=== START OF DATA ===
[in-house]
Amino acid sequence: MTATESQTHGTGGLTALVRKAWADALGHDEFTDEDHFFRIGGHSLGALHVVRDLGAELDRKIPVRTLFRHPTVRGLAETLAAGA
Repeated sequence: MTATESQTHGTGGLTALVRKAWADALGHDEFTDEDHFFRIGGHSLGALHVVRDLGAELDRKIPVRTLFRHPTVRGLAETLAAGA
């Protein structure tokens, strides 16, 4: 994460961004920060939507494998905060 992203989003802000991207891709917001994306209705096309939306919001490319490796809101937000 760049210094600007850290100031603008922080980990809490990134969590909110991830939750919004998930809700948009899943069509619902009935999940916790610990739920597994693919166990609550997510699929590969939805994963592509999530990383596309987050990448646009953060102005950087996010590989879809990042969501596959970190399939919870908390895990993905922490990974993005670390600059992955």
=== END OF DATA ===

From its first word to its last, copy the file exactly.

[in-house]
Amino acid sequence: MTATESQTHGTGGLTALVRKAWADALGHDEFTDEDHFFRIGGHSLGALHVVRDLGAELDRKIPVRTLFRHPTVRGLAETLAAGA
Repeated sequence: MTATESQTHGTGGLTALVRKAWADALGHDEFTDEDHFFRIGGHSLGALHVVRDLGAELDRKIPVRTLFRHPTVRGLAETLAAGA
């Protein structure tokens, strides 16, 4: 994460961004920060939507494998905060 992203989003802000991207891709917001994306209705096309939306919001490319490796809101937000 760049210094600007850290100031603008922080980990809490990134969590909110991830939750919004998930809700948009899943069509619902009935999940916790610990739920597994693919166990609550997510699929590969939805994963592509999530990383596309987050990448646009953060102005950087996010590989879809990042969501596959970190399939919870908390895990993905922490990974993005670390600059992955």